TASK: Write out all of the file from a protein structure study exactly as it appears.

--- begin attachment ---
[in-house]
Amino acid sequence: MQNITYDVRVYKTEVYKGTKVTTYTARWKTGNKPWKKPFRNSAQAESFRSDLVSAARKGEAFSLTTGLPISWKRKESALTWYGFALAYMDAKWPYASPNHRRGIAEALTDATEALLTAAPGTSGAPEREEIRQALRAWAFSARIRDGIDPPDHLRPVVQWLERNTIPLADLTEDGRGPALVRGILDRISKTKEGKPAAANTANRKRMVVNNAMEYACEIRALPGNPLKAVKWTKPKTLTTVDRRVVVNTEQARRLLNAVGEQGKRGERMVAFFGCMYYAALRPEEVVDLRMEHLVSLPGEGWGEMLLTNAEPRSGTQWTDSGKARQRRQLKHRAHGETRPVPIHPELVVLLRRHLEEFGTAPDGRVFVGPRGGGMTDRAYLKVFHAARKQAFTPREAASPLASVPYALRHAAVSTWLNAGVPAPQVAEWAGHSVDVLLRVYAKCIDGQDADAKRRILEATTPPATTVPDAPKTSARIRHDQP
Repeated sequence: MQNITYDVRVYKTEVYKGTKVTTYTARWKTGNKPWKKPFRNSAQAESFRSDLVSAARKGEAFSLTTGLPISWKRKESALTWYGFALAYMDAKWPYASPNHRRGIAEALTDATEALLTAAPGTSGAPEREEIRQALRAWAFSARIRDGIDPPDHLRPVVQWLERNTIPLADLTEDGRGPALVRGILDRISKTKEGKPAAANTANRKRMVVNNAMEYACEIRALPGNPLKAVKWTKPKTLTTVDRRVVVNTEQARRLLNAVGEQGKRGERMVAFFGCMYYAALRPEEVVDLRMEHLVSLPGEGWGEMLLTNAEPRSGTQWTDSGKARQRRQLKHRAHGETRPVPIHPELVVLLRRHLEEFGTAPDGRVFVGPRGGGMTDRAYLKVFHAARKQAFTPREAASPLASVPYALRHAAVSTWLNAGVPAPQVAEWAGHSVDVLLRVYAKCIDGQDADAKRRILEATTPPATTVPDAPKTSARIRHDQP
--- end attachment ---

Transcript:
[in-house]
Amino acid sequence: MQNITYDVRVYKTEVYKGTKVTTYTARWKTGNKPWKKPFRNSAQAESFRSDLVSAARKGEAFSLTTGLPISWKRKESALTWYGFALAYMDAKWPYASPNHRRGIAEALTDATEALLTAAPGTSGAPEREEIRQALRAWAFSARIRDGIDPPDHLRPVVQWLERNTIPLADLTEDGRGPALVRGILDRISKTKEGKPAAANTANRKRMVVNNAMEYACEIRALPGNPLKAVKWTKPKTLTTVDRRVVVNTEQARRLLNAVGEQGKRGERMVAFFGCMYYAALRPEEVVDLRMEHLVSLPGEGWGEMLLTNAEPRSGTQWTDSGKARQRRQLKHRAHGETRPVPIHPELVVLLRRHLEEFGTAPDGRVFVGPRGGGMTDRAYLKVFHAARKQAFTPREAASPLASVPYALRHAAVSTWLNAGVPAPQVAEWAGHSVDVLLRVYAKCIDGQDADAKRRILEATTPPATTVPDAPKTSARIRHDQP
Repeated sequence: MQNITYDVRVYKTEVYKGTKVTTYTARWKTGNKPWKKPFRNSAQAESFRSDLVSAARKGEAFSLTTGLPISWKRKESALTWYGFALAYMDAKWPYASPNHRRGIAEALTDATEALLTAAPGTSGAPEREEIRQALRAWAFSARIRDGIDPPDHLRPVVQWLERNTIPLADLTEDGRGPALVRGILDRISKTKEGKPAAANTANRKRMVVNNAMEYACEIRALPGNPLKAVKWTKPKTLTTVDRRVVVNTEQARRLLNAVGEQGKRGERMVAFFGCMYYAALRPEEVVDLRMEHLVSLPGEGWGEMLLTNAEPRSGTQWTDSGKARQRRQLKHRAHGETRPVPIHPELVVLLRRHLEEFGTAPDGRVFVGPRGGGMTDRAYLKVFHAARKQAFTPREAASPLASVPYALRHAAVSTWLNAGVPAPQVAEWAGHSVDVLLRVYAKCIDGQDADAKRRILEATTPPATTVPDAPKTSARIRHDQP